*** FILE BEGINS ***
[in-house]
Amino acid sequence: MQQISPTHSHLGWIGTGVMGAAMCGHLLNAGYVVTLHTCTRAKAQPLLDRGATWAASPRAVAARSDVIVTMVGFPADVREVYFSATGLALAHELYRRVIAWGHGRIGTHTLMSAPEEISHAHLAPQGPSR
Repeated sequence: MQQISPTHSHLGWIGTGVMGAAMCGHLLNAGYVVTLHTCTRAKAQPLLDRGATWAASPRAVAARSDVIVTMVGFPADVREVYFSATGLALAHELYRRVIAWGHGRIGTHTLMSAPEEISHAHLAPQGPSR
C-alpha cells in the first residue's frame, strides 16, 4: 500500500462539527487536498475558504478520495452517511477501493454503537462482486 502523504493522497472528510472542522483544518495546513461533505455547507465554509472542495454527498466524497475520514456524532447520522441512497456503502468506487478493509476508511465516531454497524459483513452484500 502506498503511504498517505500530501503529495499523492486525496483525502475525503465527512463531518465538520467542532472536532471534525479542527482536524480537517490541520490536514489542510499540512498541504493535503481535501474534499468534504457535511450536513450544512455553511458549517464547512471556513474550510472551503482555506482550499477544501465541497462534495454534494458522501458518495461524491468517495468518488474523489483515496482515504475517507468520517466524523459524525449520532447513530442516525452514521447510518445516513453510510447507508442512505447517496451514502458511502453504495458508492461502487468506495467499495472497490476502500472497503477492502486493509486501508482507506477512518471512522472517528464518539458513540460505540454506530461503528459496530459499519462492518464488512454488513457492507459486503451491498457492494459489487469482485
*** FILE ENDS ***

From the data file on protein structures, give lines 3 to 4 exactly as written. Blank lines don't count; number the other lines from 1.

Repeated sequence: MQQISPTHSHLGWIGTGVMGAAMCGHLLNAGYVVTLHTCTRAKAQPLLDRGATWAASPRAVAARSDVIVTMVGFPADVREVYFSATGLALAHELYRRVIAWGHGRIGTHTLMSAPEEISHAHLAPQGPSR
C-alpha cells in the first residue's frame, strides 16, 4: 500500500462539527487536498475558504478520495452517511477501493454503537462482486 502523504493522497472528510472542522483544518495546513461533505455547507465554509472542495454527498466524497475520514456524532447520522441512497456503502468506487478493509476508511465516531454497524459483513452484500 502506498503511504498517505500530501503529495499523492486525496483525502475525503465527512463531518465538520467542532472536532471534525479542527482536524480537517490541520490536514489542510499540512498541504493535503481535501474534499468534504457535511450536513450544512455553511458549517464547512471556513474550510472551503482555506482550499477544501465541497462534495454534494458522501458518495461524491468517495468518488474523489483515496482515504475517507468520517466524523459524525449520532447513530442516525452514521447510518445516513453510510447507508442512505447517496451514502458511502453504495458508492461502487468506495467499495472497490476502500472497503477492502486493509486501508482507506477512518471512522472517528464518539458513540460505540454506530461503528459496530459499519462492518464488512454488513457492507459486503451491498457492494459489487469482485